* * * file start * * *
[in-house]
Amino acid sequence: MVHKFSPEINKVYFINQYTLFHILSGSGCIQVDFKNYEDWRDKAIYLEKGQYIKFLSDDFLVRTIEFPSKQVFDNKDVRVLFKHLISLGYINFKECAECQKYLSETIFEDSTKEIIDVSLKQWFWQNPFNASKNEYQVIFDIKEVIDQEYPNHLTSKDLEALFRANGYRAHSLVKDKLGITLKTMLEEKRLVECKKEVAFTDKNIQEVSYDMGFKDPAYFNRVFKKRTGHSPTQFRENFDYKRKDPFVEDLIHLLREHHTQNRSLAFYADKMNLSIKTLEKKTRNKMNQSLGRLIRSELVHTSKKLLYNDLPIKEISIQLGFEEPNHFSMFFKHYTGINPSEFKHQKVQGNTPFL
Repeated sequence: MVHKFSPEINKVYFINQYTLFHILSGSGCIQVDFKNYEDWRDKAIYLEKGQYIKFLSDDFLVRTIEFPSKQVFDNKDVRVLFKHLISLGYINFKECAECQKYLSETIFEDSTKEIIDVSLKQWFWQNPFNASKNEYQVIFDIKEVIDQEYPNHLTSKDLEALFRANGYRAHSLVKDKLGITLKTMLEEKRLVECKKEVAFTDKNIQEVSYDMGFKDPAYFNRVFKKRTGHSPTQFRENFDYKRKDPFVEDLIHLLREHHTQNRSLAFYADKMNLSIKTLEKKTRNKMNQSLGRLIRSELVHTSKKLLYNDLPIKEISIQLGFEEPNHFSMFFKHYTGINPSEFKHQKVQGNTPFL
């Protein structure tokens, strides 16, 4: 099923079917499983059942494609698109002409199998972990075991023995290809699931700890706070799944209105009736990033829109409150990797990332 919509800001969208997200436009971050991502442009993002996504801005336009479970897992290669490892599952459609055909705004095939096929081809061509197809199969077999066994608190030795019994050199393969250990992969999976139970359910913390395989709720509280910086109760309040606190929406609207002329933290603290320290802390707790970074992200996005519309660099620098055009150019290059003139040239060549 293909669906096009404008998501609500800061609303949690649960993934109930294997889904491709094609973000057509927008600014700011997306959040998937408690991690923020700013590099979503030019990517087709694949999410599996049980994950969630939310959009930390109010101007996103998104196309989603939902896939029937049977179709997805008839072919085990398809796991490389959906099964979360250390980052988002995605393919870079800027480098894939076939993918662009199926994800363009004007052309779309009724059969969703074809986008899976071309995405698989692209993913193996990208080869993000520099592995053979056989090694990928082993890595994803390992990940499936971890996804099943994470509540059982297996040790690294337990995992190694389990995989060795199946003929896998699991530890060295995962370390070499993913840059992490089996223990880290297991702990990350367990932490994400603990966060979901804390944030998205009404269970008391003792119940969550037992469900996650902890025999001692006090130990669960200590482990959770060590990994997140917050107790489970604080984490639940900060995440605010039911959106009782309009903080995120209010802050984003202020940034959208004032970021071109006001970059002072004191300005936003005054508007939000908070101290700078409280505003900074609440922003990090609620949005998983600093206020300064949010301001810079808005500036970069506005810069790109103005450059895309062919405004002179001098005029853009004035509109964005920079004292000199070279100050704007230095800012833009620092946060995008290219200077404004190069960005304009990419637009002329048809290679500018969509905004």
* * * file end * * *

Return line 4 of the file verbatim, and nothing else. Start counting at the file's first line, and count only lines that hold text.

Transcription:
């Protein structure tokens, strides 16, 4: 099923079917499983059942494609698109002409199998972990075991023995290809699931700890706070799944209105009736990033829109409150990797990332 919509800001969208997200436009971050991502442009993002996504801005336009479970897992290669490892599952459609055909705004095939096929081809061509197809199969077999066994608190030795019994050199393969250990992969999976139970359910913390395989709720509280910086109760309040606190929406609207002329933290603290320290802390707790970074992200996005519309660099620098055009150019290059003139040239060549 293909669906096009404008998501609500800061609303949690649960993934109930294997889904491709094609973000057509927008600014700011997306959040998937408690991690923020700013590099979503030019990517087709694949999410599996049980994950969630939310959009930390109010101007996103998104196309989603939902896939029937049977179709997805008839072919085990398809796991490389959906099964979360250390980052988002995605393919870079800027480098894939076939993918662009199926994800363009004007052309779309009724059969969703074809986008899976071309995405698989692209993913193996990208080869993000520099592995053979056989090694990928082993890595994803390992990940499936971890996804099943994470509540059982297996040790690294337990995992190694389990995989060795199946003929896998699991530890060295995962370390070499993913840059992490089996223990880290297991702990990350367990932490994400603990966060979901804390944030998205009404269970008391003792119940969550037992469900996650902890025999001692006090130990669960200590482990959770060590990994997140917050107790489970604080984490639940900060995440605010039911959106009782309009903080995120209010802050984003202020940034959208004032970021071109006001970059002072004191300005936003005054508007939000908070101290700078409280505003900074609440922003990090609620949005998983600093206020300064949010301001810079808005500036970069506005810069790109103005450059895309062919405004002179001098005029853009004035509109964005920079004292000199070279100050704007230095800012833009620092946060995008290219200077404004190069960005304009990419637009002329048809290679500018969509905004």